We use an empirically grounded simulation model to examine how initial smoking prevalence moderates the effectiveness of potential interventions designed to change adolescent smoking behavior. Our model investigates the differences that result when manipulating peer influence and smoker popularity as intervention levers. We demonstrate how a simulation-based approach allows us to estimate outcomes that arise (1) when intervention effects could plausibly alter peer influence and/or smoker popularity effects and (2) across a sample of schools that match the range of initial conditions of smoking prevalence in U.S. schools. We show how these different initial conditions combined with the exact same intervention effects can produce substantially different outcomes—for example, effects that produce smoking declines in some settings can actually increase smoking in others. We explore the form and magnitude of these differences. Our model also provides a template to evaluate the potential effects of alternative intervention scenarios.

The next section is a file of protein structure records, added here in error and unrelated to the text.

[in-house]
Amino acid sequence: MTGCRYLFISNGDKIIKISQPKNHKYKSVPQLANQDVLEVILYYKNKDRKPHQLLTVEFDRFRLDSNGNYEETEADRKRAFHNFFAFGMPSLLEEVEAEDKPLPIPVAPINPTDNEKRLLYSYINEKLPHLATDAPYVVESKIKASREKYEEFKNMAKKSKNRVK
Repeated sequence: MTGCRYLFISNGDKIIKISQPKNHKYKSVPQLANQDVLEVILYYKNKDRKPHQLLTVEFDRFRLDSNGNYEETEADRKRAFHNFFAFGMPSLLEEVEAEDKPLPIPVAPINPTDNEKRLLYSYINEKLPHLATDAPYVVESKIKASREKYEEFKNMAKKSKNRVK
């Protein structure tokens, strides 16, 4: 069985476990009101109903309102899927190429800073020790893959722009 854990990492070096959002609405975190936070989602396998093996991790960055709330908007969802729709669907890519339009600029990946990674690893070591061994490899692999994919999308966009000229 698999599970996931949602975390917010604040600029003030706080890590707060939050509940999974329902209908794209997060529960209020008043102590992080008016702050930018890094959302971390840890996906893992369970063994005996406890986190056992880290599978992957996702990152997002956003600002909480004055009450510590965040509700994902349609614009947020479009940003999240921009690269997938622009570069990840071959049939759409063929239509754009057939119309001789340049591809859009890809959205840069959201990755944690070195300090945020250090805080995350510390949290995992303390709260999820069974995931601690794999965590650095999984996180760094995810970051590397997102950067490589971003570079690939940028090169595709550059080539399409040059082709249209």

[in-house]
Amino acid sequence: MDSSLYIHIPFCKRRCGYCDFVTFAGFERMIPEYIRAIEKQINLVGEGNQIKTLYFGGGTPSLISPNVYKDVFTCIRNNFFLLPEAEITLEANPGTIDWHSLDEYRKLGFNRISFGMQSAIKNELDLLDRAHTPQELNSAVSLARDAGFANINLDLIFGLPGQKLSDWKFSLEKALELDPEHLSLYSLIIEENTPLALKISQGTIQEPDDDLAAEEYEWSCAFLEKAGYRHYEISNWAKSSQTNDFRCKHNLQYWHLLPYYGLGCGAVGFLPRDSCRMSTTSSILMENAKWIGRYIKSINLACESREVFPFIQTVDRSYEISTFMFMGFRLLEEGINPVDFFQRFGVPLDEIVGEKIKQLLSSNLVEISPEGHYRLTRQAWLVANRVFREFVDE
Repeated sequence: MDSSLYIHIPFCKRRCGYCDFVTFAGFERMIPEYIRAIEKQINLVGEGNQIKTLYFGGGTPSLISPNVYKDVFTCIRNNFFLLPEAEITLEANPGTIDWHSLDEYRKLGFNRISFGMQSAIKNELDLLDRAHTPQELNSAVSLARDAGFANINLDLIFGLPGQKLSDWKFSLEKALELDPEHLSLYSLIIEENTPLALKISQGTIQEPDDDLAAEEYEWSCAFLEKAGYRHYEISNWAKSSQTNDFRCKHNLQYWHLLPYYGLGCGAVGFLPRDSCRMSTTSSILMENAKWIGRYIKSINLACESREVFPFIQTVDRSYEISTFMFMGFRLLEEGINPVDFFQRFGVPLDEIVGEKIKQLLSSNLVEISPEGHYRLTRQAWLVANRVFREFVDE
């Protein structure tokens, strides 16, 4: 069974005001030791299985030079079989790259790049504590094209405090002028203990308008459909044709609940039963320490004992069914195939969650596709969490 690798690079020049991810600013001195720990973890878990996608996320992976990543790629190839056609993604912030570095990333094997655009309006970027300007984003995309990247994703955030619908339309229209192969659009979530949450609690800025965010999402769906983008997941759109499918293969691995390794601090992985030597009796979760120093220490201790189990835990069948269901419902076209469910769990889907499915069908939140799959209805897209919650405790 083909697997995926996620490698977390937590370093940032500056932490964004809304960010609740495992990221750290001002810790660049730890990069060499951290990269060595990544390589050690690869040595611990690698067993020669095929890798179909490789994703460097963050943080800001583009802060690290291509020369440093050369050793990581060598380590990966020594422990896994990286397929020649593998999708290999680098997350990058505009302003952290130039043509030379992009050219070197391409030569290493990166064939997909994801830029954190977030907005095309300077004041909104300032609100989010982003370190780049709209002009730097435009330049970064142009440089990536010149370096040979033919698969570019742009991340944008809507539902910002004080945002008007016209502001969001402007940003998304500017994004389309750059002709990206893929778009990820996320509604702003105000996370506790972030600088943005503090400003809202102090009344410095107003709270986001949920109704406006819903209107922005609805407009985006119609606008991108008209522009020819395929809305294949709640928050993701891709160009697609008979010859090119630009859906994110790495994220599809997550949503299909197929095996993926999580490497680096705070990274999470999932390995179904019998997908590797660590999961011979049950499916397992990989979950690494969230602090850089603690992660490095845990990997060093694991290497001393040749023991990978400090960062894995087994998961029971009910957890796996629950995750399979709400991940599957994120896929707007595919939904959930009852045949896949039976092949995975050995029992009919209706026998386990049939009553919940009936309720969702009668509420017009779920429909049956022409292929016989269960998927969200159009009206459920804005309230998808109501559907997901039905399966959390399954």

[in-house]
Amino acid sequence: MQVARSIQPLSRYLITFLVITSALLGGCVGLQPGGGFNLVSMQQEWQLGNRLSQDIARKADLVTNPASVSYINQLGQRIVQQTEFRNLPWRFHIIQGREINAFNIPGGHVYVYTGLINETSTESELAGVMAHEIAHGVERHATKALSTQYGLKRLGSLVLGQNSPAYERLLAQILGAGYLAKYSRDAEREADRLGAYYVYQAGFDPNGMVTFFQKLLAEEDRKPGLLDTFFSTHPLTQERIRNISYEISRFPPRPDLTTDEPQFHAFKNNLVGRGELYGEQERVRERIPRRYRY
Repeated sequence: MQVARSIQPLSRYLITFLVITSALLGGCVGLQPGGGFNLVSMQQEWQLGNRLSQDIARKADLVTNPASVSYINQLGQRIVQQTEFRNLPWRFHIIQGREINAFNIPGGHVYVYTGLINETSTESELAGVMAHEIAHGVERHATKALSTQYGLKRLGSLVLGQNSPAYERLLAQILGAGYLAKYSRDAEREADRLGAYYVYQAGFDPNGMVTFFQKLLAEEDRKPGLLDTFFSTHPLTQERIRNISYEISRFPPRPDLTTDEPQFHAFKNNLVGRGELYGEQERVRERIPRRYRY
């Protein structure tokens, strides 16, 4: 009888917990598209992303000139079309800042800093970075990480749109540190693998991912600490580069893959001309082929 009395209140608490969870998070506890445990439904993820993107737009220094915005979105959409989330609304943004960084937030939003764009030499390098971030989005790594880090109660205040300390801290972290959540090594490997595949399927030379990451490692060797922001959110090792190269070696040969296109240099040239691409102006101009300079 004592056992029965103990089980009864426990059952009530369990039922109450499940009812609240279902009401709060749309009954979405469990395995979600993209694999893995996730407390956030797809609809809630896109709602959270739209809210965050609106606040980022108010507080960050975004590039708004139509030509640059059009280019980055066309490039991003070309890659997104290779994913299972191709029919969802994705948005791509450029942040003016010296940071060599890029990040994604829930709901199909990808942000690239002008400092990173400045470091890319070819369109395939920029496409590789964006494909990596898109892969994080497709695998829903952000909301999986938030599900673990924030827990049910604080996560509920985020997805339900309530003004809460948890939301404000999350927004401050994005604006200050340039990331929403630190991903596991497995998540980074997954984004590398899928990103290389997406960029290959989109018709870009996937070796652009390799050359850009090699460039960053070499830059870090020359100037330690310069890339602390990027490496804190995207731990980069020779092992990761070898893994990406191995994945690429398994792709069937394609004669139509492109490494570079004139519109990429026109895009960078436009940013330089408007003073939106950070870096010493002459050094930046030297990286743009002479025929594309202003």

- agent-based models
- social networks
ASJC Scopus subject areas
- Social Psychology
- Public Health, Environmental and Occupational Health